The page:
If you need to check out the company you’re dealing with, though, the world has shrunk in size as you can now go online and check any company out anywhere in the world. If any company has a “rap sheet” of bad customer service, quality, or both, you should be able to ferret it out on a consumer complaint site such as the Better Business Bureau website, or more aggressive sites that don’t have paid membership like www.complaintsboard.com or www.ripoffreport.com.

Most companies do also offer preproduction prototypes and/or samples of the printed fabrics they sell as well, so ask if they can mail you a few swatches. If you need the printed fabric banner swatches overnight, do expect to pay for expedited shipping. Most print houses will mail you samples free of charge, though.

For custom cloth and fabric banners printed through dye sublimation, proceed to this page – https://www.visigraph.com/fabric-vinyl-cloth-banners/dye-sublimation-polyester-cloth-fabric-banners/ 

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Making Appliqué and Dye Sublimation Printed Fabric Banners

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Part 3: Best Way to Make or Buy Fabric Banners for a Medieval-style Wedding

Original Question (Don’t worry, I will answer it eventually!): I am planning a medieval themed wedding and would like to know the best way to make or buy cloth fabric banners for our celebration?

Answer: I’ll finish up the history on this installment here in part three and answer the original question tomorrow.

In this section, I’ll discuss the modernization of appliquéd cloth fabric banners and other uses of appliquéd cloth.

Colonialization and Appliquéd Cloth

Applique Fable DesignAlthough the Kingdom of Dahomè fell to the French in 1894, the banners created by the Fon peoples prior to this time have survived until modern times as they were hidden away.

Obviously, the colonial French discouraged royal appliqué banners, but not the artistic style of these cloth art appliqués. They suggested to the people other subjects like farming and hunting. On the surface, they complied, but as a probable form of resistance to the French, the appliquéd banners continued to grow in length, and, rolled up, could be moved from location to location without detection as they might have simply appeared to be a bedroll or a blanket.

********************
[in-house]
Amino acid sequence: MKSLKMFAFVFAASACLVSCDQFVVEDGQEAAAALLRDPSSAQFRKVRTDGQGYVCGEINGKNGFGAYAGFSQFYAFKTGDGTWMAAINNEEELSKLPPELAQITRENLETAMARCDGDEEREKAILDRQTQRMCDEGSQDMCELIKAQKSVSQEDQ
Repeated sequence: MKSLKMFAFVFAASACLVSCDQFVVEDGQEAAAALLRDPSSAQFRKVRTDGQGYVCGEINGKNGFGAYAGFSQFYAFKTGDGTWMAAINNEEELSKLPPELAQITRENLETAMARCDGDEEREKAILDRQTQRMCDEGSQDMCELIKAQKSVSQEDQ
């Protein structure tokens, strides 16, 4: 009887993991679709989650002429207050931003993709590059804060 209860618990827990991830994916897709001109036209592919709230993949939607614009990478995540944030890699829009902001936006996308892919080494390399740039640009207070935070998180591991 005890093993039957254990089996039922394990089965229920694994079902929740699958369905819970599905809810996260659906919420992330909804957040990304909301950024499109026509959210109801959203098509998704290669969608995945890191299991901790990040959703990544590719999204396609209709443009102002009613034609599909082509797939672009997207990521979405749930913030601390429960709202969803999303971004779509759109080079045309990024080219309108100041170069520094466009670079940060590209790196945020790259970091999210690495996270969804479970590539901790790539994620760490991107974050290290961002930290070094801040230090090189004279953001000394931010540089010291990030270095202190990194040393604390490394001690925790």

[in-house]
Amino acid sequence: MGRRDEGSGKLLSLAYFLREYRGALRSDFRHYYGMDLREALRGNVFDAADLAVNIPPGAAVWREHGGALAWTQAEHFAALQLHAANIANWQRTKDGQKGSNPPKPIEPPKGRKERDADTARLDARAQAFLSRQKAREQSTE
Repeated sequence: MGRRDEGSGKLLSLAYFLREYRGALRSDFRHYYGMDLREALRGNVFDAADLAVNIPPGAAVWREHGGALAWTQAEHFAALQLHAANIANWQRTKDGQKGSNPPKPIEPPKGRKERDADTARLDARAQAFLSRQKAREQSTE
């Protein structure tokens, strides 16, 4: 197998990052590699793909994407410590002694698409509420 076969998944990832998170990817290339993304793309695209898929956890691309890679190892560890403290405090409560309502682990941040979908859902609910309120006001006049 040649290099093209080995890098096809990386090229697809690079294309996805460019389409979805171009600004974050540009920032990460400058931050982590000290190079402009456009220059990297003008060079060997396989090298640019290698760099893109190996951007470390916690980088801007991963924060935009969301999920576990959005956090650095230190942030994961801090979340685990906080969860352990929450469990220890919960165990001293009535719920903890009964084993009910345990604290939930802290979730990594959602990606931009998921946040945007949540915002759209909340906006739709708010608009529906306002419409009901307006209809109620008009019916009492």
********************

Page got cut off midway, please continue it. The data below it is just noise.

Appliquéd Cloth Banners in Benin Today

In the southern part of the Benin Republic today, particularly around Abomey, appliqué artwork on cloth banners and clothing are still being created. The town of Whydah, a former slave trading center, became a center of the arts in the early 20th century. This area has preserved the traditional art form and colors used in the past.

Applique Tacking Technique

Of course, because the older forms are not understood by tourists, many artists have changed their subject matter to nature, animals, or other themes that appeal to tourists in order to make a living.

In 1993, some artists introduced a new multi-colored “Dutch Wax Cotton” fabric to the art at the annual “Voodoo Cultures Festival” that takes place in Whydah. This fabric has added a third dimension to the artwork. This new style is now being taught to young artists in south Benin’s Abomey area. It is being used to depict local stories using appliqué art, both old and new. In larger towns, some of the more business-oriented artists have created more of an assembly line style of production where artists of various skill level perform a single task such as cutting out the pieces or tack them to the base fabric or sew them on when they’re ready. They are then transported to major urban centers where they are exported or sold to wealthy patrons in the cities.

Now, while I know you didn’t ask for that much history, I find that it is very helpful to know that they didn’t use appliquéd banners in medieval times, but probably used painted banners or wooden banners that were more like what you’d think of as a sign. This means, more than likely, you’ll want to pursue and authentic look, but you can dispense with appliqué if you want to.

Now, back to answering the original question – “I am planning a medieval themed wedding and would like to know the best way to make or buy cloth fabric banners for our celebration?”

In the modern era, if you choose to appliqué cloth banners, you can use different fabrics for appliqued banners, such as felt, cotton, polysatin or polyknit fabrics, to name a few. Commercially, some companies use acrylic fabrics because of their heavy duty quality and longevity, but the average home sewing machine cannot handle the weight of these fabrics.

Another method for producing fabric banners is via heat transfer printing, also known as dye sublimation printing. DTF (direct to fabric) digital printing is a 3rd option. In dye sublimation, a printer using CMYO (cyan-magenta-yellow-overprint clear) dyes prints to a special dye ink transfer paper, which is then matched up to a similar size piece of blank white fabric, and the pair is put through heated rollers at about 400ºF. In this process, the dye is converted to a gas and the molecules within the polyester or other synthetic oil-base fabric open up to ingest the dye. When the fabric has moved through the rollers, they quickly re-close, now infused with the color that was on the dyed transfer paper, creating a photographic look to the print.